During the bench trial, Corporal Dwight Lee testified that during the checkpoint at issue, he made contact with Whalen. Corporal Lee testified that after he had smelled alcohol on Whalen, he retrieved his portable breathalyzer, but Whalen refused to submit to testing. Corporal Lee then asked Whalen pull over to the right shoulder of the roadway and instructed Trooper Brandon Margis to make contact with Whalen; Corporal Lee continued to conduct the checkpoint. With regard to establishing checkpoints, Corporal Lee testified that if the supervisors do not assign the checkpoint, "I will make a call and say, you know, we're going to do a checkpoint. And they just usually tell us, you know, it's okay, but they don't actually know where, because they would like for us to do them quite often." Corporal Lee explained that he would generally make the call and pick the location of the checkpoint and "would call the other guys and say, 'Hey, we're going to be here at such and such a time.' " As for the checkpoint at issue, Corporal Lee testified that checkpoint location was "most likely" at his discretion. Corporal Lee testified that as the senior officer in the field, he decided whether to allow traffic to come through if traffic got backed up. Corporal Lee testified that the officer in the field had discretion to determine what would happen during the checkpoint, and the supervisor would be called only if something major occurred, like a collision or a chase. Decisions regarding what to do with the individuals whom the officer comes into contact with, the flow of traffic, and the location, are left to the discretion of the field officer. Corporal Lee testified that the officers do not keep records of the number of cars they stop; "[w]e keep count of, the activity -- if we wrote a ticket, or anything like that." As to the submission of a written plan to the supervisor, Corporal Lee testified that, "once we generate all the activity, we do the ASP-20 with all the numbers on it, and then we submit it to the supervisor." Corporal Lee further testified that "normally what we do is we will just do a checkpoint, and send in the information to the supervisor, after we collect it or whatever. And even if we don't do any activity on it, we still have to send one, because they want to know what we were doing at that time." However, Corporal Lee explained that the supervisors do not have any direct input in planning the checkpoints; they are notified through the submission of the written plan. Corporal Lee testified that because the supervisors expect the checkpoints to be performed every weekend, the field officers do not mention the checkpoints to the supervisors until after the checkpoint has been performed.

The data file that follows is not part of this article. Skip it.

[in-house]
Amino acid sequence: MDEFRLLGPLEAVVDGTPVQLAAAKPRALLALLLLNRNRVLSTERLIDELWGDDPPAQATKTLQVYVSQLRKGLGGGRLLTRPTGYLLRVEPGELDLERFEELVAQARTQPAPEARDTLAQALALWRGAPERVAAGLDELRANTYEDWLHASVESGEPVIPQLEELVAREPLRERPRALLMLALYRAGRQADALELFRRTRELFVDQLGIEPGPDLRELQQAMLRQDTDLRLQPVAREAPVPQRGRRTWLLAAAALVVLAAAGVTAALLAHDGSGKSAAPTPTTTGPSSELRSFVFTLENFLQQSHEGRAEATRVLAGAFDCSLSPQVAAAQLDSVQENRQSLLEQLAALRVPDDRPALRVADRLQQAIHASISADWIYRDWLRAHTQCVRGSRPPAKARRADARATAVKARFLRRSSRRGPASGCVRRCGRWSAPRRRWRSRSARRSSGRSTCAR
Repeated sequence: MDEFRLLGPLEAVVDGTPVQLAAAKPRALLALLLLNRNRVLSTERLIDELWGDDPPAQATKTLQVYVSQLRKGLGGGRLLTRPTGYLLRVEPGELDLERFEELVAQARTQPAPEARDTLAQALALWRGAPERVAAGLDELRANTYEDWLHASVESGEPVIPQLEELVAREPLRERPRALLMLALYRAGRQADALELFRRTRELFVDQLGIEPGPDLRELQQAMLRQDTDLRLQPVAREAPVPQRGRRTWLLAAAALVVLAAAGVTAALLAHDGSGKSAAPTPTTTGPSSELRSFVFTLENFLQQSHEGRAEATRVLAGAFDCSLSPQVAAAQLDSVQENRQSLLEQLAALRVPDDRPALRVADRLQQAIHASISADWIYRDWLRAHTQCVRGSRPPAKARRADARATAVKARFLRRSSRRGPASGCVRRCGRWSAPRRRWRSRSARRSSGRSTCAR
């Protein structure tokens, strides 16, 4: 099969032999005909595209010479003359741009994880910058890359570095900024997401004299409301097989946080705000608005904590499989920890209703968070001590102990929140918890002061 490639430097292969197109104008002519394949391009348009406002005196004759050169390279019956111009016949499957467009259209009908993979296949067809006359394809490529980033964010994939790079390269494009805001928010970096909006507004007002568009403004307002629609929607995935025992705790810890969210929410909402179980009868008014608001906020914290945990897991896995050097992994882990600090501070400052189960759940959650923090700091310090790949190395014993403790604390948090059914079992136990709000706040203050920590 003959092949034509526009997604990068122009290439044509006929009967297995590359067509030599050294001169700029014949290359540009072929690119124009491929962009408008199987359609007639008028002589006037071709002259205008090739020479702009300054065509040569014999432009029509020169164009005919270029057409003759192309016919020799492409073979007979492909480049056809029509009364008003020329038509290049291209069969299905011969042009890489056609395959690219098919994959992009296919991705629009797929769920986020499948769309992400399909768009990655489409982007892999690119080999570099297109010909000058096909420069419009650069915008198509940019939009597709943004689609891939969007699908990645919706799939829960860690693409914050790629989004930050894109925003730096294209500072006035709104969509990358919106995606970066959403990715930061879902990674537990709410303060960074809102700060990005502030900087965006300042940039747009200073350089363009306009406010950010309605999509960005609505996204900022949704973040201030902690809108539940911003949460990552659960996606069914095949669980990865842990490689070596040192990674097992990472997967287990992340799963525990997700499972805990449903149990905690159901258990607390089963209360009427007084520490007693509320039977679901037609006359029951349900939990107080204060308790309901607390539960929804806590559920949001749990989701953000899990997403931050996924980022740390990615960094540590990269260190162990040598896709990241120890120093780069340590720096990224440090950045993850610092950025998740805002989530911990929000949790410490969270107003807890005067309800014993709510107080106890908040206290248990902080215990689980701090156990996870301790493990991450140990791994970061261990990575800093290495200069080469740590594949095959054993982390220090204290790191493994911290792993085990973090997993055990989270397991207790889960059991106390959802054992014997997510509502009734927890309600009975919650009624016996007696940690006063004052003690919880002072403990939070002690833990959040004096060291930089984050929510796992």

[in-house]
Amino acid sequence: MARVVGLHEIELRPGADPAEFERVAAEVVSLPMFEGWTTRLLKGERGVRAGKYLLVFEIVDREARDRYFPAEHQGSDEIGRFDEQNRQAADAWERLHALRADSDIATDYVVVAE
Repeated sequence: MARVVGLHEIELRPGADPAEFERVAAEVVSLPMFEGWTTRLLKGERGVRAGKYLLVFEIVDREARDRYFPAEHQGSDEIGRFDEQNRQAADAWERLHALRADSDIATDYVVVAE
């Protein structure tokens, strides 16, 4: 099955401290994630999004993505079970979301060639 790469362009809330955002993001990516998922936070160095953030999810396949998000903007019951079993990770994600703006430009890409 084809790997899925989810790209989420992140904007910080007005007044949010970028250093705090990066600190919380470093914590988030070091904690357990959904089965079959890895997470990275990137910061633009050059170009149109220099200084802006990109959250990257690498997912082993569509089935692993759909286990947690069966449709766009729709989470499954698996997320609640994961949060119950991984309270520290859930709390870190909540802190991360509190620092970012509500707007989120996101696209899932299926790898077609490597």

Trooper Margis testified that after Corporal Lee instructed Whalen to pull over, he made contact with Whalen. Trooper Margis testified that he could smell intoxicants coming from Whalen. Trooper Margis testified that there was no sergeant at the checkpoint at issue and that the most senior person present was Corporal Lee.

         At the close of the evidence, Whalen objected to the constitutionality of the checkpoint.

On July 31, 2014, the circuit court entered a written judgment finding as follows:
The motions to suppress and/or dismiss of Defendant are hereby denied. The Court finds Defendant guilty of Driving While Intoxicated - First Offense beyond a reasonable doubt[.]

         The circuit court sentenced Whalen to pay fines and costs of $690, serve twenty-four hours in jail with time suspended upon Whalen's completion of the defensive driving course within thirty days of the date of the judgment, complete Level I treatment, and ...